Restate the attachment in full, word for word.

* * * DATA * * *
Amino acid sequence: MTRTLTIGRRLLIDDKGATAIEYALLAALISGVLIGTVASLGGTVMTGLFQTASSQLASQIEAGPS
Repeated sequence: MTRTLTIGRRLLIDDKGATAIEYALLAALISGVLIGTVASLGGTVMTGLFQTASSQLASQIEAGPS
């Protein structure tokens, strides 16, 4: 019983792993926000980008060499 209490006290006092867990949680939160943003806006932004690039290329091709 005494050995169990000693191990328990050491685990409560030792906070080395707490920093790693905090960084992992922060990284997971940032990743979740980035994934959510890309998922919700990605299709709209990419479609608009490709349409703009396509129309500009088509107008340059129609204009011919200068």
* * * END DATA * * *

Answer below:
Amino acid sequence: MTRTLTIGRRLLIDDKGATAIEYALLAALISGVLIGTVASLGGTVMTGLFQTASSQLASQIEAGPS
Repeated sequence: MTRTLTIGRRLLIDDKGATAIEYALLAALISGVLIGTVASLGGTVMTGLFQTASSQLASQIEAGPS
């Protein structure tokens, strides 16, 4: 019983792993926000980008060499 209490006290006092867990949680939160943003806006932004690039290329091709 005494050995169990000693191990328990050491685990409560030792906070080395707490920093790693905090960084992992922060990284997971940032990743979740980035994934959510890309998922919700990605299709709209990419479609608009490709349409703009396509129309500009088509107008340059129609204009011919200068």